Sarah Bee, Satoshi Kitamura, The Yes
Published 2014 by Andersen Press, 32p
One of the real challenges for me as a parent is to have an active role in my daughter’s abstract and metaphorical thinking development. We often play with concepts and create stories around them but nothing compares to using her curiosity and her love for books as essential instruments.
I was happy to find Sarah Bee’s book and read it both as an unusual, playful story about being positive and also as an allegory on the abstract notions of Yes and No, strongly connected to I do/ I can versus I do not/ I cannot.
Satoshi Kitamura’s illustrations are exceptional. The Yes is represented as a big orange three-legged creature that leaves the nest to explore the Where. But the Where was an endless place of Nos, mosquito-like representations which all stay together in flocks and try to intimidate the Yes.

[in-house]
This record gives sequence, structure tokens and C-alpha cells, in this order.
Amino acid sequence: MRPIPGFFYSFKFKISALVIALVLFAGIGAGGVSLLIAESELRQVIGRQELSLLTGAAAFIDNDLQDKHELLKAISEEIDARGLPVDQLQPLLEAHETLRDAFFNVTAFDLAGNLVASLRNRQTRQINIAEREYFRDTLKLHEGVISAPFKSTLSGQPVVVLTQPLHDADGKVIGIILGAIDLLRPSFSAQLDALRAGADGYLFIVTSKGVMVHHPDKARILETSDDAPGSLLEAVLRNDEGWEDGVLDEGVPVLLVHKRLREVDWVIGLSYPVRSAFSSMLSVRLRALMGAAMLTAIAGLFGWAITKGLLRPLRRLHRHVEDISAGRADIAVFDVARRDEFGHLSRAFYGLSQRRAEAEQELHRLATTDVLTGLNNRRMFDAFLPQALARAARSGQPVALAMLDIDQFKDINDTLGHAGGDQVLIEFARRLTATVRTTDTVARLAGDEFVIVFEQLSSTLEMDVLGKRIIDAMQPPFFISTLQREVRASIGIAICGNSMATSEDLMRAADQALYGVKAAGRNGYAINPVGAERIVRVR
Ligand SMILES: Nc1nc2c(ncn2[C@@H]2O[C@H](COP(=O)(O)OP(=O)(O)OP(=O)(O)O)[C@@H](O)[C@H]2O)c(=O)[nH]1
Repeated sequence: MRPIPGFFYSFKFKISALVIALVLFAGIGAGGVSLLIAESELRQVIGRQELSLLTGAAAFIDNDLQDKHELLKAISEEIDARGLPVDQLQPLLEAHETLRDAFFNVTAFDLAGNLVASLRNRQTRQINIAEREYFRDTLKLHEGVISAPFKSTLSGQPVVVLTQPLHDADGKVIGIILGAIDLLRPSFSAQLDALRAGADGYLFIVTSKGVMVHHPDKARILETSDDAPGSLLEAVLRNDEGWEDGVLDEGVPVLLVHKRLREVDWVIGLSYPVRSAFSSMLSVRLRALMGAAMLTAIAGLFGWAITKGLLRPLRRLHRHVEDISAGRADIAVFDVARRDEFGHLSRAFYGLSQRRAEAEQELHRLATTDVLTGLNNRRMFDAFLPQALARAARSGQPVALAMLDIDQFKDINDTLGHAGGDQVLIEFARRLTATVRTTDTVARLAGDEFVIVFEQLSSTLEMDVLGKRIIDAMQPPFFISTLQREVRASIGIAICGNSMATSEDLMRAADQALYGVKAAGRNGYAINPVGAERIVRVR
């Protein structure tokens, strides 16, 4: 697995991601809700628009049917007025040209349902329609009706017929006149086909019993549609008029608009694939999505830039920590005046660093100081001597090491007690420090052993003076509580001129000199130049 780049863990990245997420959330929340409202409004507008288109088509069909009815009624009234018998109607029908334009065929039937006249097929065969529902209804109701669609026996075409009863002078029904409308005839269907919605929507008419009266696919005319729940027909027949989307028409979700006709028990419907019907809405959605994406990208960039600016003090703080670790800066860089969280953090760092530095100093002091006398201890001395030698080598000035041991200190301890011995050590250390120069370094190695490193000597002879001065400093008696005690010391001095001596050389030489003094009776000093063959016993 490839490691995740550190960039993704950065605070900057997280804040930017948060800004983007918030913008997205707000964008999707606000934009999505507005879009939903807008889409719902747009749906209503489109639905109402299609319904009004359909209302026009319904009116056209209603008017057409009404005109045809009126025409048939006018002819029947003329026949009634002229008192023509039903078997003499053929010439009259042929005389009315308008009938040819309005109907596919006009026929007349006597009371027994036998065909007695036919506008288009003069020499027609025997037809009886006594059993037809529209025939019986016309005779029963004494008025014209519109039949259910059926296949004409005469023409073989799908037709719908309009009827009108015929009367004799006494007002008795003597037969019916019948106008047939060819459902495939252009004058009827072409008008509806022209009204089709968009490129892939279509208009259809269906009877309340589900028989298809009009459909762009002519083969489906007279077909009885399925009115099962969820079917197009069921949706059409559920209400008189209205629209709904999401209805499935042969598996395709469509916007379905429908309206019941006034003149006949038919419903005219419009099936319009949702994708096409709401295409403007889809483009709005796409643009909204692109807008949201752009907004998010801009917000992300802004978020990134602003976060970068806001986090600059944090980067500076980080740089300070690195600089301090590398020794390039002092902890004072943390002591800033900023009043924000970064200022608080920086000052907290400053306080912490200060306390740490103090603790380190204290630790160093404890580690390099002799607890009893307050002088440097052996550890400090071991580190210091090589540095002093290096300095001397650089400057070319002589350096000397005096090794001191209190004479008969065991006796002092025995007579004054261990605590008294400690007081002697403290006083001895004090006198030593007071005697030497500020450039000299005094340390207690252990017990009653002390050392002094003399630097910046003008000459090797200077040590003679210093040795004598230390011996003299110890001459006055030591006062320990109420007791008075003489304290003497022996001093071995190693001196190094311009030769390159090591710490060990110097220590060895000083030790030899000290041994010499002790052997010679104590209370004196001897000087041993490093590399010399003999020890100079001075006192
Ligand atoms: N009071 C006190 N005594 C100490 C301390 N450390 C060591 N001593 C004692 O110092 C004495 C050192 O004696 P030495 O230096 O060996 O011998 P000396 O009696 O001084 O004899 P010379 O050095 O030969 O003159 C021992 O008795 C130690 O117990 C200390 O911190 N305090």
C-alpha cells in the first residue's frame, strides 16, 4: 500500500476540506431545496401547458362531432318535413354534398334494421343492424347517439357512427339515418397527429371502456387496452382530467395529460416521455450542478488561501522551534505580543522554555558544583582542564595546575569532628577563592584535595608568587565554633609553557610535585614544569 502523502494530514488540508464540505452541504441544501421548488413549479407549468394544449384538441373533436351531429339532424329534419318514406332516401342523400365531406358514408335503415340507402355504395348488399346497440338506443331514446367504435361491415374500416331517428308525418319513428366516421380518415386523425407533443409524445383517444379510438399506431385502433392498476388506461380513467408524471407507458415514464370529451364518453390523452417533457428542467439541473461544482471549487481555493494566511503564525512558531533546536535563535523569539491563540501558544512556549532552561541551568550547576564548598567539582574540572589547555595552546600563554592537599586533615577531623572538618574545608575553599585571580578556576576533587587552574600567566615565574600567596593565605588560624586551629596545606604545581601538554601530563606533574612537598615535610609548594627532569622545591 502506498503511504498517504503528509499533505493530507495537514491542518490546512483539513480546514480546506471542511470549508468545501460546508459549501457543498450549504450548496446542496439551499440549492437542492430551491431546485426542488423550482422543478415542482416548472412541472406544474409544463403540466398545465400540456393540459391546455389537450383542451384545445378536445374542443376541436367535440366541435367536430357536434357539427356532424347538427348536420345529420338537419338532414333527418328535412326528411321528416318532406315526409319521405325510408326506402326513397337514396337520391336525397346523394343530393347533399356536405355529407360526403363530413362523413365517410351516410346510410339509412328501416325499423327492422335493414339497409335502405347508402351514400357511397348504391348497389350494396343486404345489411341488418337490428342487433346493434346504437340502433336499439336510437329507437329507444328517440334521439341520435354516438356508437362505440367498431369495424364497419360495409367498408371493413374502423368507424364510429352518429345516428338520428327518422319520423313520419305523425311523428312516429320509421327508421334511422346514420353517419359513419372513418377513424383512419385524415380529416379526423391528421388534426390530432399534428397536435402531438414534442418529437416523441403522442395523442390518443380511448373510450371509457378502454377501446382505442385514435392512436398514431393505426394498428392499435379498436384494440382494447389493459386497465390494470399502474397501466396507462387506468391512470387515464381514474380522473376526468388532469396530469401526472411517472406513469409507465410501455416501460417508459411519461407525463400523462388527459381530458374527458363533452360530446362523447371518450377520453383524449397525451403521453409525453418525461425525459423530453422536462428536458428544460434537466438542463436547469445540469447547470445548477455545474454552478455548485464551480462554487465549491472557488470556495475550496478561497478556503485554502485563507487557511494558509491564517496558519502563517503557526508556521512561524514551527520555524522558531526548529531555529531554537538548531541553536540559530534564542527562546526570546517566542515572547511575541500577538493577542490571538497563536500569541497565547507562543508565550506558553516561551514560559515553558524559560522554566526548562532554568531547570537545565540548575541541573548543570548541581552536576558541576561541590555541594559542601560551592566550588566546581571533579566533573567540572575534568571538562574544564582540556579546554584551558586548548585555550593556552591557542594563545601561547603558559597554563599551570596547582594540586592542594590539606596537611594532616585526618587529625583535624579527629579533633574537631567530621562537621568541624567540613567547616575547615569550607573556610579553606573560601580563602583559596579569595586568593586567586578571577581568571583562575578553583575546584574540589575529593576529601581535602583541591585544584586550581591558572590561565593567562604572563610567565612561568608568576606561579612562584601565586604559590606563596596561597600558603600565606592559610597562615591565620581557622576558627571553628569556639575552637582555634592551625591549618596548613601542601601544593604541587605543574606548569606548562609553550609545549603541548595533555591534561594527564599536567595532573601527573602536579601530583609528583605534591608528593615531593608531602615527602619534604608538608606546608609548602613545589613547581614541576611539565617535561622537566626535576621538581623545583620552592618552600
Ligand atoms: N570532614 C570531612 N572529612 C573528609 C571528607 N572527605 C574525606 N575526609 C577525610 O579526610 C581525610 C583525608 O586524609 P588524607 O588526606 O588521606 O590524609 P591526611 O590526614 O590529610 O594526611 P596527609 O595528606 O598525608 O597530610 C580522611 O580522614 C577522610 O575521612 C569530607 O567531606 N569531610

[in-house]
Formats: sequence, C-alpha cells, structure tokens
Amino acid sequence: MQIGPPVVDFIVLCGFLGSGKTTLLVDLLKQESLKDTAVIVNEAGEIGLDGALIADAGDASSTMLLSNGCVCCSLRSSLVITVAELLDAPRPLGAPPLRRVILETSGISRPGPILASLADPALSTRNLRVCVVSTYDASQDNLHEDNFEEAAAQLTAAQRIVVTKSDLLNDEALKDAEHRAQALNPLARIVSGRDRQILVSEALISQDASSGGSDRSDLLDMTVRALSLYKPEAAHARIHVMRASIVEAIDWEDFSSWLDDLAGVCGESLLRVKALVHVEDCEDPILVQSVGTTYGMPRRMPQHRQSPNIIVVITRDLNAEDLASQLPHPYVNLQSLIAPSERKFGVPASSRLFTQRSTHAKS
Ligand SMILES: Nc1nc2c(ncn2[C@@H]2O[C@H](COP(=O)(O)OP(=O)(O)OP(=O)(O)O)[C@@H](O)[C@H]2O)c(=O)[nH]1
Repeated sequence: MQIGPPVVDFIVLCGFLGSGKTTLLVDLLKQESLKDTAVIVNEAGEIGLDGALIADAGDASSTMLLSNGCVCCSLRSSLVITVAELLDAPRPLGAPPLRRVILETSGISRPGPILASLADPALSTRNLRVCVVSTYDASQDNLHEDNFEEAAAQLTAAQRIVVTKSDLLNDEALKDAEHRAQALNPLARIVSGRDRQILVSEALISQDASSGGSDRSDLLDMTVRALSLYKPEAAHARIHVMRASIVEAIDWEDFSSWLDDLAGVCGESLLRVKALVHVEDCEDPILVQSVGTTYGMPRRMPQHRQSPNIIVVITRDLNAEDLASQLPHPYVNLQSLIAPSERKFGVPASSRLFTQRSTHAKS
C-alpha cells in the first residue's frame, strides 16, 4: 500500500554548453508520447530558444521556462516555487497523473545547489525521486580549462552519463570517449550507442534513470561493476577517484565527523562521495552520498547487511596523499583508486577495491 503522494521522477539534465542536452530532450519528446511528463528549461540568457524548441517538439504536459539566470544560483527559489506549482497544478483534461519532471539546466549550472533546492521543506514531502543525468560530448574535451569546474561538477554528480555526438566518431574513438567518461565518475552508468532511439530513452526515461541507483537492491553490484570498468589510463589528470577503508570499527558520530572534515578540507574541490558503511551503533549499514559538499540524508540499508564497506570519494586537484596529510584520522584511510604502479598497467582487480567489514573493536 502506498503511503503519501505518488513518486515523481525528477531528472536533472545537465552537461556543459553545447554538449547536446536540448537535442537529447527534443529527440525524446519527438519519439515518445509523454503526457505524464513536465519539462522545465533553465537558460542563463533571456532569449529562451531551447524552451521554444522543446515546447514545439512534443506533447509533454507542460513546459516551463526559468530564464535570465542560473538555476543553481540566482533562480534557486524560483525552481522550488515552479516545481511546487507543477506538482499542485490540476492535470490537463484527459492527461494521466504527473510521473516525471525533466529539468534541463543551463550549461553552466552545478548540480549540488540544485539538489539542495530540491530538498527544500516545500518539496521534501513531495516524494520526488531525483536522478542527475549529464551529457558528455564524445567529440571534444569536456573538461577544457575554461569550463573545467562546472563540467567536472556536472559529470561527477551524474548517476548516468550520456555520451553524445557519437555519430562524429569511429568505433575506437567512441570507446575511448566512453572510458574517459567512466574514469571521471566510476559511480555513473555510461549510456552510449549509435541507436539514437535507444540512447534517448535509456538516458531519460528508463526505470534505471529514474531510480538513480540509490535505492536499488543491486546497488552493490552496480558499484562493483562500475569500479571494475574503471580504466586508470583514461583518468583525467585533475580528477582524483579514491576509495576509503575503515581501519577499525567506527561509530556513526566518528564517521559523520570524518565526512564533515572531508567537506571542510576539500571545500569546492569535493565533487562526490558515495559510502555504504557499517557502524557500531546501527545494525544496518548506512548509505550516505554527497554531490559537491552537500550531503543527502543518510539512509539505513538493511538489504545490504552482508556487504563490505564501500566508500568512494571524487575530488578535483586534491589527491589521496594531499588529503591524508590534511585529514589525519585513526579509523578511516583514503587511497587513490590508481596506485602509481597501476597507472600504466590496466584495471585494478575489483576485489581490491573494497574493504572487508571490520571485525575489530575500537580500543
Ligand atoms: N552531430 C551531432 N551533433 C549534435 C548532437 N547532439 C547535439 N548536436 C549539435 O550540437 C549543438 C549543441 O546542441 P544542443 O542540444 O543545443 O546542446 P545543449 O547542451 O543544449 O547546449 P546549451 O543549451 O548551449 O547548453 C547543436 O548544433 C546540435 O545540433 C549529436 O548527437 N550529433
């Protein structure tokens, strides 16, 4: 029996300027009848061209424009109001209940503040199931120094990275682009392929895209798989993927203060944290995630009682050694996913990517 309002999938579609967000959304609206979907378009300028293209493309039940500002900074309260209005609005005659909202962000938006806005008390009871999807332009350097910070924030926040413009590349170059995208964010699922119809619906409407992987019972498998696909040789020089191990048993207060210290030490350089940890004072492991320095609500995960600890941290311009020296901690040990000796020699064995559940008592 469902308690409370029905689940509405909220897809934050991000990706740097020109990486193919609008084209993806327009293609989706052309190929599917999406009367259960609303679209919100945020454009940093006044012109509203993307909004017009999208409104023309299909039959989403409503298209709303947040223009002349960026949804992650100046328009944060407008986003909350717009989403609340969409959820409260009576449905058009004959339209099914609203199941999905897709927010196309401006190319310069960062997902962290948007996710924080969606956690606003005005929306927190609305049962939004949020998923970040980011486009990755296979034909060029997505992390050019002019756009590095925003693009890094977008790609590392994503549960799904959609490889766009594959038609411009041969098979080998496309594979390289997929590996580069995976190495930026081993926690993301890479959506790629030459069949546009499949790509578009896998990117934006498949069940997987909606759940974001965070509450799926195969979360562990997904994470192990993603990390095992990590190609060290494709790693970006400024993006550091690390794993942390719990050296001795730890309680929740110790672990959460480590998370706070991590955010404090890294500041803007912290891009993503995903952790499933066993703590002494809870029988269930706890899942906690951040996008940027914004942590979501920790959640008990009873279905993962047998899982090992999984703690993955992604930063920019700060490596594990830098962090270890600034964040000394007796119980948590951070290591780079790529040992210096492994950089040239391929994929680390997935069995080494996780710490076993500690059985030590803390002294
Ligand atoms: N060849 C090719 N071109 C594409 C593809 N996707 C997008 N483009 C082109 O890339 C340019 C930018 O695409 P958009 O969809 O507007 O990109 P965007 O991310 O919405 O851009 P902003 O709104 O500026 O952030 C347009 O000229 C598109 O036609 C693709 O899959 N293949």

The Nos swarmed around the Yes in a thick cloud of no and said all the nos there ever were.
“No, too big.”
“No, too tall.”
“No, too silly.”
“No, you’ll fall.”
The Yes defies the tactics and the threatening of the Nos and chooses confidence which is hard to build but extremely fulfilling and self-sufficient. The self-confidence is about the value of the self and the Yes is large while the Nos are flimsy and insubstantial.
The Yes only yessed in all his goodness and bigness and yessness…The Yes went up, and up, until the noise of the Nos in their no-ness and notness grew smaller and smaller, and fainter and fainter, until there was no more no and never had been. There was only the Yes.
The Yes is a happy creature and embodies the determination, the multiple possibilities, the goodness and the independence we all need in our lives.